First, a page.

Thursday, June 07, 2018


PMT: Three things Donald Trump should do to restructure clemency

The United States actually has an official with the title "Pardon Attorney." The current Acting Pardon Attorney is Larry Kupers, pictured here. Kupers is actually a great pick for the job; from my encounters with him and his hard-working staff, he is doing things right. I admire him and his two predecessors, who dedicated themselves to a thankless job that should matter a lot.

However, it doesn't seem to matter much right now. Kupers's work isn't going anyplace, from what anyone on the outside can tell. His office makes recommendations upstream to a number of other decision-makers (more on that in a second), and there the pipeline is clogged.  Over 10,000 cases remain pending. Meanwhile, none of Trump's grants of clemency appear to have come up through that process (though it can be hard to tell from the outside of this opaque process).

The formal clemency process is supposed to work like this:

1) A citizen completes a clemency petition and sends it to the Pardon Attorney's office.
2) A staff member at the Pardon Attorney's office reviews the case and prepares it for the Pardon Attorney.
3)  The Pardon Attorney decides whether to recommend granting or denying the requested relief.
4)  Next, the case goes to a staff member at the Deputy Attorney General's office, who reviews the case.
5)  Then the Deputy Attorney General decides whether or not to recommend clemency.
6)  After that, a staff person at the White House Counsel's office looks over the case.
7)  Then the White House Counsel decides what to recommend.
8)  Then it goes to the President.

Think of it a pipe with seven valves, each operated by a different person. Those people are usually inclined to keep the valves closed (you only get in trouble, after all, if someone gets out and commits a crime), and some of them have a lot of other jobs to do. Sometimes one of the seven is just gone altogether when a position is vacant.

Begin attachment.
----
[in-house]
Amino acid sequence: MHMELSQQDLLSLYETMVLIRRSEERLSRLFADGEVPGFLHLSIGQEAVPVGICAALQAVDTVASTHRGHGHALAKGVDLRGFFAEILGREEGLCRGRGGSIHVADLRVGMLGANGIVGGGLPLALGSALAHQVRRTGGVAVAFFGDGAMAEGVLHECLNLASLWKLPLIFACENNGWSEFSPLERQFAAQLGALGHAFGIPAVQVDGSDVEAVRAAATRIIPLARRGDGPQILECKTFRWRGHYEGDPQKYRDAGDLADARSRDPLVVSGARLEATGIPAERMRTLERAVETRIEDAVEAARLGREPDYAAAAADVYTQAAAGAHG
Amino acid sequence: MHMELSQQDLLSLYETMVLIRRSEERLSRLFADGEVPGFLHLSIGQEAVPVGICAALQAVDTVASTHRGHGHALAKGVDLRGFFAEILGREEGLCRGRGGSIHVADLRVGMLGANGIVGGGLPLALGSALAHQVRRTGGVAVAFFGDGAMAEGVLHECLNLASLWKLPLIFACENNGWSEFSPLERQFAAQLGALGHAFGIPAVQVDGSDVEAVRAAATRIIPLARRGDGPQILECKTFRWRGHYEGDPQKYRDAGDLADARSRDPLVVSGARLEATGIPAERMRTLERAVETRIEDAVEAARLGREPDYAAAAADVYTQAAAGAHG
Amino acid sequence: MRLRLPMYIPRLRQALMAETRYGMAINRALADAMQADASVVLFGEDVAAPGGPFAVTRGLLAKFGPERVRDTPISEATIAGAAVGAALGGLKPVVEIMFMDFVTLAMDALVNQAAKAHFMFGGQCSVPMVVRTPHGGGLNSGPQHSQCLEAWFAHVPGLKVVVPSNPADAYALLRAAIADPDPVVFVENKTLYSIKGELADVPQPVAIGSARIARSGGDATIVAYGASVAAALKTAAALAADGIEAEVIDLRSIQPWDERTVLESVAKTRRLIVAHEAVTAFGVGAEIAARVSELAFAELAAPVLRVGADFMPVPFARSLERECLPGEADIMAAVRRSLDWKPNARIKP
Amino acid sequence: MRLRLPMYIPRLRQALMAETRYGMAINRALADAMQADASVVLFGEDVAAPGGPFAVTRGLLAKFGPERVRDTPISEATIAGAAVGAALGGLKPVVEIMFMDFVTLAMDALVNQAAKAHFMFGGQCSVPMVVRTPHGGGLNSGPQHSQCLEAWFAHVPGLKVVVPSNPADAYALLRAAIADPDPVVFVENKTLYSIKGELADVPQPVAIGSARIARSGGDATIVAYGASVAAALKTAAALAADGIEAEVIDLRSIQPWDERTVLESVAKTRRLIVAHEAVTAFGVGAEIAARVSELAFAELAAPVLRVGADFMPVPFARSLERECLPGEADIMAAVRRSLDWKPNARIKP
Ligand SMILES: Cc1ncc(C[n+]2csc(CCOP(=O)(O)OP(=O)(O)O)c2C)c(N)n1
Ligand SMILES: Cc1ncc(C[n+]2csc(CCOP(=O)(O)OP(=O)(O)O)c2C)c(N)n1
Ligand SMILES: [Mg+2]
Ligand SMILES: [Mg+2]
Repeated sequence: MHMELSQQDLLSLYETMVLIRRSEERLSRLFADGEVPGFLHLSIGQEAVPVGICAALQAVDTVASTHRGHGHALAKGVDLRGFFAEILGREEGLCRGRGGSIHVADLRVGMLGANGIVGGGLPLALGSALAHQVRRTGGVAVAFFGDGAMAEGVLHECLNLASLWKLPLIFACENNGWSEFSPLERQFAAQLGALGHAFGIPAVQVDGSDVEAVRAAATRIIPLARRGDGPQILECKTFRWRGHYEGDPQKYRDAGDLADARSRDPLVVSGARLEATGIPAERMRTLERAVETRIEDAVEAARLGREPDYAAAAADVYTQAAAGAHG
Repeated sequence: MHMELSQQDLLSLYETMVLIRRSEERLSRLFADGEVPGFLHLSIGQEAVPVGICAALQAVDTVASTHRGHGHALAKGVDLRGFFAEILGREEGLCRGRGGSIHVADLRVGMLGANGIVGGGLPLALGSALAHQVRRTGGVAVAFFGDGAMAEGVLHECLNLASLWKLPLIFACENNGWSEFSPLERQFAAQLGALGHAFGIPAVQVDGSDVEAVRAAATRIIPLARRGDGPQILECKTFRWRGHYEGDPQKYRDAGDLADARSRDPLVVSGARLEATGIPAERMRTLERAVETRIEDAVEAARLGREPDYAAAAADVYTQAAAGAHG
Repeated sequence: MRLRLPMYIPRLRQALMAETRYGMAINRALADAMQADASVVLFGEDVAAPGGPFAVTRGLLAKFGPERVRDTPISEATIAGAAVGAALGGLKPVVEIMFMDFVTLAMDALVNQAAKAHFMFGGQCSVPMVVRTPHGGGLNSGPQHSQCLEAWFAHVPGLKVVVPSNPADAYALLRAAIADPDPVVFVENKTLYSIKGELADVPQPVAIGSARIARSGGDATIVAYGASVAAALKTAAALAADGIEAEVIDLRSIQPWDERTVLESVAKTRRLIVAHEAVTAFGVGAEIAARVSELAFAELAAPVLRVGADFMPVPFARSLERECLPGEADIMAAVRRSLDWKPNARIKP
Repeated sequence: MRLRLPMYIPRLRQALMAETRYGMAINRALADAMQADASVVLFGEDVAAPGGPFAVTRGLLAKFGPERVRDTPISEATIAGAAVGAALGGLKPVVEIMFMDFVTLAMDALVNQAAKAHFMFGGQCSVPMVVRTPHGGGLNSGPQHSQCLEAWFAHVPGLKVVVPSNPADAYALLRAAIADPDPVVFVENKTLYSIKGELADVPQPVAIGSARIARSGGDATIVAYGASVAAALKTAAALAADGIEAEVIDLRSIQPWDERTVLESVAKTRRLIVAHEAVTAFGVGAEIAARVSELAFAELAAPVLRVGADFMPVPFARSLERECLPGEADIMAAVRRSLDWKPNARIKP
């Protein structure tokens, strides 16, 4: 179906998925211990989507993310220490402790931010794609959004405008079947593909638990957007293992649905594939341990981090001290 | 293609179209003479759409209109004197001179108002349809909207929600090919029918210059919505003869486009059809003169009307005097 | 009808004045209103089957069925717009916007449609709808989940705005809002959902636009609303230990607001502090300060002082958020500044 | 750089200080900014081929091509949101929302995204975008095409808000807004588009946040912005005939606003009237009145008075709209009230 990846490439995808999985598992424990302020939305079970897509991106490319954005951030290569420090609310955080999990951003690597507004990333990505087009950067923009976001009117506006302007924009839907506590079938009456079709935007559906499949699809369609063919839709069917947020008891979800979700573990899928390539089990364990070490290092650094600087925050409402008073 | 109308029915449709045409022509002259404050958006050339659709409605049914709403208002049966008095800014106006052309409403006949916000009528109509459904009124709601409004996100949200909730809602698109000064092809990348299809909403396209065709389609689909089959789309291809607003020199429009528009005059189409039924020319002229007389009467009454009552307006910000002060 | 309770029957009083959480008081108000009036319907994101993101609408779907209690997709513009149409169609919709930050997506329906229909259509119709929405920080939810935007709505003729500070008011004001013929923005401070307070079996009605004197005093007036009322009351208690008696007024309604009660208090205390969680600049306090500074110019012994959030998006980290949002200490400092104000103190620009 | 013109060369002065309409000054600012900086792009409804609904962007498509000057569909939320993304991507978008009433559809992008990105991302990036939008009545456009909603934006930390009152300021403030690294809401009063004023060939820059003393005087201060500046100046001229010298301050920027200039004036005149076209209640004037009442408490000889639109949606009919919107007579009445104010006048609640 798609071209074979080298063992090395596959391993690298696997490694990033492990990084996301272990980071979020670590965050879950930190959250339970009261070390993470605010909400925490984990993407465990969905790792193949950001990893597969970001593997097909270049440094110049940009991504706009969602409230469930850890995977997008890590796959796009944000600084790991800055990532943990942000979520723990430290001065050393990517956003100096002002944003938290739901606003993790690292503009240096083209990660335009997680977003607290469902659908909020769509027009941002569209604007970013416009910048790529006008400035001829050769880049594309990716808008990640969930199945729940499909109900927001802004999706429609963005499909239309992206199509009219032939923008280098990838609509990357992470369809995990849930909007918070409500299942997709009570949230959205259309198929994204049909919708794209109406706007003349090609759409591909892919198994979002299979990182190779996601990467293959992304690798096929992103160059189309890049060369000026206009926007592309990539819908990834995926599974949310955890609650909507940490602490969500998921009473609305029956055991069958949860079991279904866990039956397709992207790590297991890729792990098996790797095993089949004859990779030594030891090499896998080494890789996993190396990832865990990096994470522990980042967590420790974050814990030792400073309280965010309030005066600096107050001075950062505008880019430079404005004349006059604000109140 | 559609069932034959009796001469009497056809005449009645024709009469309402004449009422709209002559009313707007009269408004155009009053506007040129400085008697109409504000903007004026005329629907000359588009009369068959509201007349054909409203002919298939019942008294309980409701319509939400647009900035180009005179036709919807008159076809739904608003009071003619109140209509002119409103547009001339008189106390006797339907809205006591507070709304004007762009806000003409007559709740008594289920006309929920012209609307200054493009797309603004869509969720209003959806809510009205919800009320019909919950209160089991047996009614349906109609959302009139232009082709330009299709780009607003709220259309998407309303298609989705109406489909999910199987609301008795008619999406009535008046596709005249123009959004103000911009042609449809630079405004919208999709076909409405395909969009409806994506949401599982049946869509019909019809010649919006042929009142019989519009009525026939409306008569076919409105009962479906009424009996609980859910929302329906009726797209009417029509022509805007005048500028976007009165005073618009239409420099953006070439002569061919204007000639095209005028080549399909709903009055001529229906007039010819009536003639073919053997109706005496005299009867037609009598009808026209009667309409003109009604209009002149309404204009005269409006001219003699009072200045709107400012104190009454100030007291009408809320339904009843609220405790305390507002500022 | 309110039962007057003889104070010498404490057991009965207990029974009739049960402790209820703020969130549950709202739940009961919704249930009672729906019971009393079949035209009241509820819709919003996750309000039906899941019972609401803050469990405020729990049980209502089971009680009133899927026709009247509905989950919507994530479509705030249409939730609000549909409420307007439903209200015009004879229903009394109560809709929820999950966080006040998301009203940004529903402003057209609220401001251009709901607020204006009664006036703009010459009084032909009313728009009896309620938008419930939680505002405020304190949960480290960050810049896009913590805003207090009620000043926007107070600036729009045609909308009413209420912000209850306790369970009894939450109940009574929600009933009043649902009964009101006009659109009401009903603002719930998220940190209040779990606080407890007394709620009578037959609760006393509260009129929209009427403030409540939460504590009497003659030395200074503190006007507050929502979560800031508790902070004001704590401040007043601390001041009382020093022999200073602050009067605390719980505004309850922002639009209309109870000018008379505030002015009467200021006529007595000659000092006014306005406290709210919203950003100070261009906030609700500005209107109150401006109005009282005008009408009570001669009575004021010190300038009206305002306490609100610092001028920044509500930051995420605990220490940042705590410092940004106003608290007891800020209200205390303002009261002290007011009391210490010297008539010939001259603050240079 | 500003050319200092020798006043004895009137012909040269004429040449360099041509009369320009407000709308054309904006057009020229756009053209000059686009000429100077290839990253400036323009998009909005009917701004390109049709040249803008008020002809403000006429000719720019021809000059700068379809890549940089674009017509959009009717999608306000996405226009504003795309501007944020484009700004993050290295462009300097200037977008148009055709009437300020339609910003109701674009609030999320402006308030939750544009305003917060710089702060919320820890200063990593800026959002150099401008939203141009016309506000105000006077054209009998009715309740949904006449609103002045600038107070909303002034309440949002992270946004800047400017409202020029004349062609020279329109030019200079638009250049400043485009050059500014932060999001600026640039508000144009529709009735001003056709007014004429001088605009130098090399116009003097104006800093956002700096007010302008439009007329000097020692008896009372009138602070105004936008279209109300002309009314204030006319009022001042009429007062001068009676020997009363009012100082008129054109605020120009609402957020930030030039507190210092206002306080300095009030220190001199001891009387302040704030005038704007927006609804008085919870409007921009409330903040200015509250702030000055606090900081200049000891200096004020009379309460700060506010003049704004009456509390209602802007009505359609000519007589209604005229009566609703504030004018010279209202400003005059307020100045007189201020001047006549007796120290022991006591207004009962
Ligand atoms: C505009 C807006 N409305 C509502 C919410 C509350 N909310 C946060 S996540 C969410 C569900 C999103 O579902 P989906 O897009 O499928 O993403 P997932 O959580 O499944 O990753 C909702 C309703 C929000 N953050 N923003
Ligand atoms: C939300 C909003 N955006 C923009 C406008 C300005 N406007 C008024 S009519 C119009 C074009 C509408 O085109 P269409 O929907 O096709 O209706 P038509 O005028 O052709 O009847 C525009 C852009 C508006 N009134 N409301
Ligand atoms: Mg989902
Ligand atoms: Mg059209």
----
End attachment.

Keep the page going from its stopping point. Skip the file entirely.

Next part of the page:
As you might expect, that system does not function very well, except in the very rare circumstance where a President forces each portion to work in league to keep the valves open (i.e., the last months of the Obama administration). Too much bureaucracy, sequential review, negative decision bias-- it's a disaster. The current Deputy Attorney General and White House Counsel have way too much on their plate to care much about clemency. My guess (and it is only a guess) is that the review pipeline is completely obstructed, or nearly so, at those chokepoints.

And now, Donald Trump has decided pretty much to ignore that whole formal process (and the people who have trusted it and submitted a petition). Instead, he meets with celebrities (Alan Dershowitz, Sylvester Stallone, Ted Cruz, Kim Kardashian) about individual cases or sees an appeal on Fox News and takes action.  

That means that right now we have two parallel clemency processes: A formal one (which does not work) and an informal one (which does work). That is not sustainable. 

In the end, I hope that President Trump gets rid of the non-functioning formal system and frames up a new one that incorporates three aspects of his informal process. To play out a little more of what I pitched to the BBC yesterday:

1) The new process should be outside of the DOJ, which has irresolvable conflicts on clemency questions (and some other functions, as Rachel Barkow and I have argued).
2) He should be advised by someone he knows and trusts.
3) He should meet with that person in person and regularly.

Of course, this is only worthwhile if this better process is open to all-- and not just to celebrities and those who know them. But... that's possible, right?

And, that new person would have to be given the money and resources to clear the huge backlog of cases. 

It could happen. And if it does, it would be better for this administration and all that follow.

You are right, the process seems long and full of pitfalls and seems very broken. Who
needs to initiate changes to the process? Keith Ellison? Who created this convoluted process in the first place?

I am wondering if the latest recipient had an application in the the pipeline. I know that Martha Stewart, a name floated for possible consideration, does not. At the very least the person receiving the pardon should have actively sought one in the first place. Is everyone suddenly going to enlist a celebrity instead of an attorney to further their chances of receiving said pardon?

I wonder if he should hire Kim Karshashian to put his trusted adviser. I mean, we know he will meet with her often, as he loves attention from (pseudo-) celebrities. And she has already succeeded in convincing him to commute a sentence for somebody. Or maybe Sylvester Stallone. But an attorney with expertise in the field, nah, that won't work.
Sadly, no, it hasn't worked. At least when that person is buried deep in a bureaucratic morass.
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